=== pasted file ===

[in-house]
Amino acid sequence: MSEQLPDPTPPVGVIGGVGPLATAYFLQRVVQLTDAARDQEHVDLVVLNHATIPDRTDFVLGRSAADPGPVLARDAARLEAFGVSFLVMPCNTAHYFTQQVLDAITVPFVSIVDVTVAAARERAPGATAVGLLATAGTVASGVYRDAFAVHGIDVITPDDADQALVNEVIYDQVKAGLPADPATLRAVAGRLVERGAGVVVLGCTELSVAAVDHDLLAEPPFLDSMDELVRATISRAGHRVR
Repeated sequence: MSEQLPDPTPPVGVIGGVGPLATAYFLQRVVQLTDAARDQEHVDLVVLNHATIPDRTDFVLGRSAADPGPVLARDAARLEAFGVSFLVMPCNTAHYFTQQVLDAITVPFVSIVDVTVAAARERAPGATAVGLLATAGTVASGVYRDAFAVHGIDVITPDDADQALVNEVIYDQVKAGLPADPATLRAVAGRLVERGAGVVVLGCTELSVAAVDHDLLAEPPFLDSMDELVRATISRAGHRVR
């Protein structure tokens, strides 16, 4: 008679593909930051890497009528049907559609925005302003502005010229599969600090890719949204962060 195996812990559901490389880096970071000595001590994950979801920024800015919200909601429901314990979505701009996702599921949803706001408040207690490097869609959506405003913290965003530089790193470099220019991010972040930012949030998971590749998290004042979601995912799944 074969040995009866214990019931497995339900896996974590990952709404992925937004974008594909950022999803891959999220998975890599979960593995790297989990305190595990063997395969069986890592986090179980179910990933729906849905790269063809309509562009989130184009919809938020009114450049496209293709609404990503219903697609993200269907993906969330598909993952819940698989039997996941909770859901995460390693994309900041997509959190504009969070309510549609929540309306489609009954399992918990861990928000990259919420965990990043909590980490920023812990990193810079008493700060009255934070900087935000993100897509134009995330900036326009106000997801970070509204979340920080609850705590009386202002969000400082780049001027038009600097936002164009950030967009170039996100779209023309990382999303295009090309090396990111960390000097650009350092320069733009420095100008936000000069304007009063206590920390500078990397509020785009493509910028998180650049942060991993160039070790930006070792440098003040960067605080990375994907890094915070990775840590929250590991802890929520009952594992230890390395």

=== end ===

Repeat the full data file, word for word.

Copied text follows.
[in-house]
Amino acid sequence: MSEQLPDPTPPVGVIGGVGPLATAYFLQRVVQLTDAARDQEHVDLVVLNHATIPDRTDFVLGRSAADPGPVLARDAARLEAFGVSFLVMPCNTAHYFTQQVLDAITVPFVSIVDVTVAAARERAPGATAVGLLATAGTVASGVYRDAFAVHGIDVITPDDADQALVNEVIYDQVKAGLPADPATLRAVAGRLVERGAGVVVLGCTELSVAAVDHDLLAEPPFLDSMDELVRATISRAGHRVR
Repeated sequence: MSEQLPDPTPPVGVIGGVGPLATAYFLQRVVQLTDAARDQEHVDLVVLNHATIPDRTDFVLGRSAADPGPVLARDAARLEAFGVSFLVMPCNTAHYFTQQVLDAITVPFVSIVDVTVAAARERAPGATAVGLLATAGTVASGVYRDAFAVHGIDVITPDDADQALVNEVIYDQVKAGLPADPATLRAVAGRLVERGAGVVVLGCTELSVAAVDHDLLAEPPFLDSMDELVRATISRAGHRVR
């Protein structure tokens, strides 16, 4: 008679593909930051890497009528049907559609925005302003502005010229599969600090890719949204962060 195996812990559901490389880096970071000595001590994950979801920024800015919200909601429901314990979505701009996702599921949803706001408040207690490097869609959506405003913290965003530089790193470099220019991010972040930012949030998971590749998290004042979601995912799944 074969040995009866214990019931497995339900896996974590990952709404992925937004974008594909950022999803891959999220998975890599979960593995790297989990305190595990063997395969069986890592986090179980179910990933729906849905790269063809309509562009989130184009919809938020009114450049496209293709609404990503219903697609993200269907993906969330598909993952819940698989039997996941909770859901995460390693994309900041997509959190504009969070309510549609929540309306489609009954399992918990861990928000990259919420965990990043909590980490920023812990990193810079008493700060009255934070900087935000993100897509134009995330900036326009106000997801970070509204979340920080609850705590009386202002969000400082780049001027038009600097936002164009950030967009170039996100779209023309990382999303295009090309090396990111960390000097650009350092320069733009420095100008936000000069304007009063206590920390500078990397509020785009493509910028998180650049942060991993160039070790930006070792440098003040960067605080990375994907890094915070990775840590929250590991802890929520009952594992230890390395």